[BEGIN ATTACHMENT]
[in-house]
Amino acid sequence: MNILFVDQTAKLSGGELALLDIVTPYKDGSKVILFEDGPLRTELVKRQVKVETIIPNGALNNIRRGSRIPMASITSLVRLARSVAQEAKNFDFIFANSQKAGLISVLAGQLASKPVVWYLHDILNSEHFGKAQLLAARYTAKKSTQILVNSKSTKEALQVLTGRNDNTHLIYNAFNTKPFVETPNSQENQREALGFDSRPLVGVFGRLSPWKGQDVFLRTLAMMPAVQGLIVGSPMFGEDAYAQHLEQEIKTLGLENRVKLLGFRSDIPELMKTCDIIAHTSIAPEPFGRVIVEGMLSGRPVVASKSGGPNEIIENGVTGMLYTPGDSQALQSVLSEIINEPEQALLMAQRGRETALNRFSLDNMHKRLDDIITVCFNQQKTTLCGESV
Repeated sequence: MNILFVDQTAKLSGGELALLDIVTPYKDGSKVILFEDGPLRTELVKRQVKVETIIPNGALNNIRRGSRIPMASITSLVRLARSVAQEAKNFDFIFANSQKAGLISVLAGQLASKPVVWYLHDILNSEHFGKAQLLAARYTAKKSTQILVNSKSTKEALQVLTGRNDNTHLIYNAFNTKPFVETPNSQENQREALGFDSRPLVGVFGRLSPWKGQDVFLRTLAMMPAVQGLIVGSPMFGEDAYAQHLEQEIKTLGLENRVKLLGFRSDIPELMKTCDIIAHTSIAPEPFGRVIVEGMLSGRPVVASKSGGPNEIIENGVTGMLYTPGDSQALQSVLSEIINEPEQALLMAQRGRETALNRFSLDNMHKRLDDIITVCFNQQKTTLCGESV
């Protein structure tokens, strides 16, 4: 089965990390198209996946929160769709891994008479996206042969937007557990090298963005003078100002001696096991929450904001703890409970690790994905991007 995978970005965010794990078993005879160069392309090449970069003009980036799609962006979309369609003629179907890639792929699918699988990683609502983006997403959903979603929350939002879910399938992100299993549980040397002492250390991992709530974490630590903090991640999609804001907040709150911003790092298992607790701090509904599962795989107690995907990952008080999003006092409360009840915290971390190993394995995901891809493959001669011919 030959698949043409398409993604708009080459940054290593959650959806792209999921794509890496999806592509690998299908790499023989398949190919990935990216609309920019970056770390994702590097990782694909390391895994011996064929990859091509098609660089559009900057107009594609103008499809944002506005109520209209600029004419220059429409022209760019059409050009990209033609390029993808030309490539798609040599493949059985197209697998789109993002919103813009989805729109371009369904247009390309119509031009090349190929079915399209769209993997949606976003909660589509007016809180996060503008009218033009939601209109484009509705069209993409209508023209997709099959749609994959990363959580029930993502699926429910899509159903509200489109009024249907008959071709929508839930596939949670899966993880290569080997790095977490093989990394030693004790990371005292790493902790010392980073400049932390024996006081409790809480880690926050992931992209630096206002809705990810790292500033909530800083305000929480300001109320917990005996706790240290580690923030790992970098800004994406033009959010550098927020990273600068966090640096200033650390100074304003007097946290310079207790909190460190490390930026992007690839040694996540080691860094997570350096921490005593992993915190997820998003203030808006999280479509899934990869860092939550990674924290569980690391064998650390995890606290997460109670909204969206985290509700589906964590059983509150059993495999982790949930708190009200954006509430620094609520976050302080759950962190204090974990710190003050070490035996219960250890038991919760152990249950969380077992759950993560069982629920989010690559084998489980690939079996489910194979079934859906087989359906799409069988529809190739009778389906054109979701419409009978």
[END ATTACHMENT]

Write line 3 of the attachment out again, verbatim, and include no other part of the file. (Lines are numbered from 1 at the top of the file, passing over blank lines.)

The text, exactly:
Repeated sequence: MNILFVDQTAKLSGGELALLDIVTPYKDGSKVILFEDGPLRTELVKRQVKVETIIPNGALNNIRRGSRIPMASITSLVRLARSVAQEAKNFDFIFANSQKAGLISVLAGQLASKPVVWYLHDILNSEHFGKAQLLAARYTAKKSTQILVNSKSTKEALQVLTGRNDNTHLIYNAFNTKPFVETPNSQENQREALGFDSRPLVGVFGRLSPWKGQDVFLRTLAMMPAVQGLIVGSPMFGEDAYAQHLEQEIKTLGLENRVKLLGFRSDIPELMKTCDIIAHTSIAPEPFGRVIVEGMLSGRPVVASKSGGPNEIIENGVTGMLYTPGDSQALQSVLSEIINEPEQALLMAQRGRETALNRFSLDNMHKRLDDIITVCFNQQKTTLCGESV